Cygnet news

Homebuilt Aircraft & Kit Plane Forum

Help Support Homebuilt Aircraft & Kit Plane Forum:

Bill-Higdon

Well-Known Member
Joined
Feb 6, 2011
Messages
1,513
Location
Salem, Oregon, USA
 

cluttonfred

Well-Known Member
HBA Supporter
Joined
Feb 13, 2010
Messages
8,626
Location
World traveler
There is something strange about that article.

"Then came the decision on how to get the airworthiness certificate. Loes had done far more than a 50% restoration and felt eligible to apply for a new serial number and, potentially, light sport status. But, Viking Aircraft wanted to sell new plans to him to support that path. He also preferred to avoid potential, future liability by keeping the original builder’s name (Henry Olsen) associated with the plane. Thus, he kept the serial number (and N-number) and received the new airworthiness certificate in December 2020. He also succeeded in obtaining a repairman certificate for the restored airplane through an obscure, but legal, process."

How can you get the repairman certificate if not the builder and not applying for a new serial number and why keep the plane under the original builder's name "to avoid potential, future liability" if you've rebuilt more than half the plane?
 

Turd Ferguson

Well-Known Member
Joined
Mar 13, 2008
Messages
5,782
Location
Upper midwest in a house
How can you get the repairman certificate if not the builder and not applying for a new serial number and why keep the plane under the original builder's name "to avoid potential, future liability" if you've rebuilt more than half the plane?
According to FAA 8900.1:

The FAA is allowed "to issue a Repairman Certificate to one single individual identified as the primary builder" (That's cut and pasted straight out of the 8900.1 manual)

The primary builder doesn't have to build any percentage of the airplane. He only needs to be identified as the primary builder.

Nobody received a repairman certificate for this plane so the restorer identified himself as primary builder and applied. Voila !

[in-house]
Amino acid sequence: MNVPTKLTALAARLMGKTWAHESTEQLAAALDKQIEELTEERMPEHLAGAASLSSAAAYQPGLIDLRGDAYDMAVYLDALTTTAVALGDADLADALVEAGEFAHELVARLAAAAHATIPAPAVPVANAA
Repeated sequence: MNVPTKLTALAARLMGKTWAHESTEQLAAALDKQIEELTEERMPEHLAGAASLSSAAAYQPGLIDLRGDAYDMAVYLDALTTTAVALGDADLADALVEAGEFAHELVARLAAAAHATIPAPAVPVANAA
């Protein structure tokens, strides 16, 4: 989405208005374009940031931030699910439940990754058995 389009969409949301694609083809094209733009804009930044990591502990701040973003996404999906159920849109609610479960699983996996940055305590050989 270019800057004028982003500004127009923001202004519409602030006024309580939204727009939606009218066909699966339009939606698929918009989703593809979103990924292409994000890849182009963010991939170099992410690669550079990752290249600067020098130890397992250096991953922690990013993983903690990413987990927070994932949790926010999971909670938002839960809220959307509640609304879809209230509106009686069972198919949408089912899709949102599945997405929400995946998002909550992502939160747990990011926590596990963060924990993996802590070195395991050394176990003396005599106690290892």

I'd buy a homebuilt that already has an airworthiness certificate for that reason. The dataplate has the original builders name on it, not the restorer's name.
 

cluttonfred

Well-Known Member
HBA Supporter
Joined
Feb 13, 2010
Messages
8,626
Location
World traveler
When the Kitplanes article said "already built" I understood that to mean a completed and flying homebuilt, not a project. Why wouldn't the original builder have received a repairman's certificate?
 

Turd Ferguson

Well-Known Member
Joined
Mar 13, 2008
Messages
5,782
Location
Upper midwest in a house
Why wouldn't the original builder have received a repairman's certificate?
Didn't want or need it?

Applying for a repairman certificate is not part of the airplane paperwork process.

If I build a plane I might get a repairman certificate just for the novelty of having it but I don't really need it.
 

Mflyer

Member
HBA Supporter
Joined
May 2, 2021
Messages
12
I like the Cygnet canopy clamshell canopy and was wondering if it is made of Lexan which is very flexible and therefore a flap wrap. (no compound curves) Benefits are low cost and easier emergency egress. Anyone have info on this?
 

Victor Bravo

Well-Known Member
HBA Supporter
Joined
Jul 30, 2014
Messages
9,708
Location
KWHP, Los Angeles CA, USA
The one I saw was a flat wrap windshield. N440CH, completed by our EAA chapter about 5 years ago. I did the first 30 minute test flight. Perfectly good flying and docile little airplane.

The hinge ran down the center of the windshield, and the flat pieces of plexiglas or lexan swing forward and upward in the hinge. No compound curves in the transparent part.

If I were building or owning a cygnet, I would find some way to make a one piece formed or "blown" canopy and find a different way to get in and out of the airplane. The canopy and ingress/egress is the only significant shortcoming on the whole airplane IMHO.
 

AeroER

Active Member
Joined
Oct 6, 2021
Messages
31
The one I saw was a flat wrap windshield. N440CH, completed by our EAA chapter about 5 years ago. I did the first 30 minute test flight. Perfectly good flying and docile little airplane.

The hinge ran down the center of the windshield, and the flat pieces of plexiglas or lexan swing forward and upward in the hinge. No compound curves in the transparent part.

If I were building or owning a cygnet, I would find some way to make a one piece formed or "blown" canopy and find a different way to get in and out of the airplane. The canopy and ingress/egress is the only significant shortcoming on the whole airplane IMHO.
That, and legroom for full size pilots.

I considered buying a nice example. The owner had two, one he built, the other he bought. The second airplane won an award or two.

In the end, I decided I was too old to clImb into the airplane, it didn't really have enough shoulder room, and definitely not enough leg room.

I designed a modification to move the rudder pedals without terrible surgery that I passed in to the owner. He made a copy of the drawings for me.
 
Top